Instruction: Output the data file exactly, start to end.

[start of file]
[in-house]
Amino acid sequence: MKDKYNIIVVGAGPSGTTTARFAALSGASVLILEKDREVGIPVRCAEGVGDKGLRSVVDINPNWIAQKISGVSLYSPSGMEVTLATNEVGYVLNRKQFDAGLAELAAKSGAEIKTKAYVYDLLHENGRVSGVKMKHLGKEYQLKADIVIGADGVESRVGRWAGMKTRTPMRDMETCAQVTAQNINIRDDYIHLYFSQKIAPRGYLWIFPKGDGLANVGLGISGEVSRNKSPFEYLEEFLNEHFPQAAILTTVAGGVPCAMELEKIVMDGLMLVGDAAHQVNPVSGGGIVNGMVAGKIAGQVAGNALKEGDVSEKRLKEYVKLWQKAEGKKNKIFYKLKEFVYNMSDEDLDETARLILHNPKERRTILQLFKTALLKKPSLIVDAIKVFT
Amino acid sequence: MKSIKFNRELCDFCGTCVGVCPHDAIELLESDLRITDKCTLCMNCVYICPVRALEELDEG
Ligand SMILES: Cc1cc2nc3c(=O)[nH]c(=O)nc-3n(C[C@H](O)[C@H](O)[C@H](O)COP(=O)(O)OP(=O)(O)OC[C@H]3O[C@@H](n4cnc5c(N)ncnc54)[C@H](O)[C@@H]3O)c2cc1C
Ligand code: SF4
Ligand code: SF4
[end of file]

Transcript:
[in-house]
Amino acid sequence: MKDKYNIIVVGAGPSGTTTARFAALSGASVLILEKDREVGIPVRCAEGVGDKGLRSVVDINPNWIAQKISGVSLYSPSGMEVTLATNEVGYVLNRKQFDAGLAELAAKSGAEIKTKAYVYDLLHENGRVSGVKMKHLGKEYQLKADIVIGADGVESRVGRWAGMKTRTPMRDMETCAQVTAQNINIRDDYIHLYFSQKIAPRGYLWIFPKGDGLANVGLGISGEVSRNKSPFEYLEEFLNEHFPQAAILTTVAGGVPCAMELEKIVMDGLMLVGDAAHQVNPVSGGGIVNGMVAGKIAGQVAGNALKEGDVSEKRLKEYVKLWQKAEGKKNKIFYKLKEFVYNMSDEDLDETARLILHNPKERRTILQLFKTALLKKPSLIVDAIKVFT
Amino acid sequence: MKSIKFNRELCDFCGTCVGVCPHDAIELLESDLRITDKCTLCMNCVYICPVRALEELDEG
Ligand SMILES: Cc1cc2nc3c(=O)[nH]c(=O)nc-3n(C[C@H](O)[C@H](O)[C@H](O)COP(=O)(O)OP(=O)(O)OC[C@H]3O[C@@H](n4cnc5c(N)ncnc54)[C@H](O)[C@@H]3O)c2cc1C
Ligand code: SF4
Ligand code: SF4